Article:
Idaho delegation votes no as Congress passes gun safety bill

Congress passed a bipartisan gun safety bill this week — without support from Idaho’s Republican congressional delegation.

The Senate passed the Bipartisan Safer Communities Act Thursday on a 65-33 vote, and the House followed suit Friday, on a 234-193 vote. President Biden signed the bill Saturday, according to CNN.

Supporters have said the bill is the most significant gun legislation to pass Congress in years. The House vote came exactly one month after a mass shooting in an Uvalde, Texas, elementary school left 19 school children and two teachers dead.

The bill expands background checks for people under age 21 who are seeking to buy a firearm; the attacker in the Uvalde shooting was 18 years old.

The bill also includes $15 billion for mental health and school safety programs, the Washington Post reported.

Saying the legislation “would help make our schools safer,” the Biden administration has singled out the $1 billion that would go toward creating “safe and healthy learning environments for all students,” including summer and before- and afterschool programs, and $300 million for training and tools to help prevent future school shootings.

The bill also sets aside up to $750 million to help states implement so-called “red flag laws,” designed to keep guns out of the hands of people who a court has deemed a threat to other people, or to themselves.

(More details on the bill from CNN and Ballotpedia.)

Here, in full, are statements from the Idaho delegation:

Sen. Mike Crapo: “We need to address the driving factors behind heinous acts of gun violence, which often come down to shortcomings in our mental health system. As ranking member of the U.S. Senate Finance Committee, I have been working with committee members on policies to improve our mental health system, several of which were incorporated into the Bipartisan Safer Communities Act. These policies, which expand access to essential care by supporting telehealth options and creating more sites of service, are the types of bipartisan, targeted solutions that address root causes of gun violence.

“However, I have serious concerns with federal funds being used to help states establish ‘red flag laws.’ The Idaho Legislature already pushed back on federal overreach through ‘red-flag laws’ and other regulatory efforts by passing the ‘Idaho Firearm and Firearm Accessories and Components Protection Act’ in 2021, which prevents all Idaho government entities from enforcing executive orders, federal laws, treaties, agency orders and rules of the U.S. government involving firearms, firearm components and accessories, or ammunition that conflict with the Idaho Constitution. I support Idaho’s leadership in upholding the Second Amendment, as I commend those working to address violence in our communities to keep students safe.”

Sen. Jim Risch: “Senseless acts of violence that result in the loss of innocent lives cannot be tolerated. However, infringing on Americans’ constitutional rights is not the answer to the challenges before us.

“This bill’s weak due process protections and its provisions to funnel federal tax dollars towards facilitating state-level gun confiscation orders – so-called ‘red flag laws’ – will erode citizens’ Second Amendment rights.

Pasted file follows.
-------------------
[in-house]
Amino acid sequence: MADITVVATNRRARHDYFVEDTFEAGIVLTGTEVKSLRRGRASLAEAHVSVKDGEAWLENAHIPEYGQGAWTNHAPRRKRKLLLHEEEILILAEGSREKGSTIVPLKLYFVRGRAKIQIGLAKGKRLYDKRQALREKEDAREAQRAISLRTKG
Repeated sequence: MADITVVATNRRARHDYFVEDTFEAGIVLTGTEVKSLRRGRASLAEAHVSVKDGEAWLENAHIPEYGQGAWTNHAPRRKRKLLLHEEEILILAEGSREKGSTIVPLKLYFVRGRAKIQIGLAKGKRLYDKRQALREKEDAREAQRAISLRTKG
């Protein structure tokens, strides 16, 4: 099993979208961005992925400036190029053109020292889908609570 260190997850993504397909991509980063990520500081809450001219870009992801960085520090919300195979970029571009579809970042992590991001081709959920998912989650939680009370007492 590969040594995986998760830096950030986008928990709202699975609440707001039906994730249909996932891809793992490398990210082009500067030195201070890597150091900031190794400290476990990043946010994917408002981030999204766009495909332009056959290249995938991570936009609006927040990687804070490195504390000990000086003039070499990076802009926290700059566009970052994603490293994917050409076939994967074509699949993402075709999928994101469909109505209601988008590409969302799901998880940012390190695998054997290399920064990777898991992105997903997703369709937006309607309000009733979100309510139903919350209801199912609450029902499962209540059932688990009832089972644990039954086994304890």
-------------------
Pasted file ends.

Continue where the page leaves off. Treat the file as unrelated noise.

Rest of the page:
“Violent crime has no place in our communities, and we should continue to work toward solutions that keep schools and communities safe while upholding the rights of the American people.”

Rep. Mike Simpson: “Like most Americans, I am shocked and devastated by recent horrific acts of senseless violence. This is not an acceptable status quo, and we must do better for our children. Our country is facing a devastating mental health crisis that is tearing through our schools and communities, and we must do more to meet this moment of despair and isolation.

“Unfortunately, while the legislation crafted in the Senate includes several provisions I support, such as expanding telehealth access and updating mental health billing guidance for schools, it also includes unacceptable language aimed at chipping away law-abiding citizens’ Second Amendment rights. I am particularly concerned with the provisions that pave the way towards universal background checks and create waiting periods for some adults to purchase firearms. Ultimately, the answer to solving the root causes of violent crime will not be found in legislation that erodes constitutional rights. Instead, the Senate should immediately take up the bipartisan H.R. 7666, Restoring Hope for Mental Health and Well-Being Act, which passed with my support earlier this week and would provide more Americans with access to life-saving mental health resources.”

Rep. Russ Fulcher: “The Senate Gun Control Act curtails Americans’ due process rights and singles out law-abiding citizens under 21 for additional restrictions. As the Supreme Court has affirmed time after time, including as recently as (Thursday), we have a constitutional right to keep and bear arms. I oppose this legislation and voted NO.”


Kevin Richert

Kevin Richert

Senior reporter and blogger Kevin Richert specializes in education politics and education policy. He has more than 30 years of experience in Idaho journalism. He is a frequent guest on "Idaho Reports" on Idaho Public Television and "Idaho Matters" on Boise State Public Radio. Follow Kevin on Twitter: @KevinRichert. He can be reached at [email protected]

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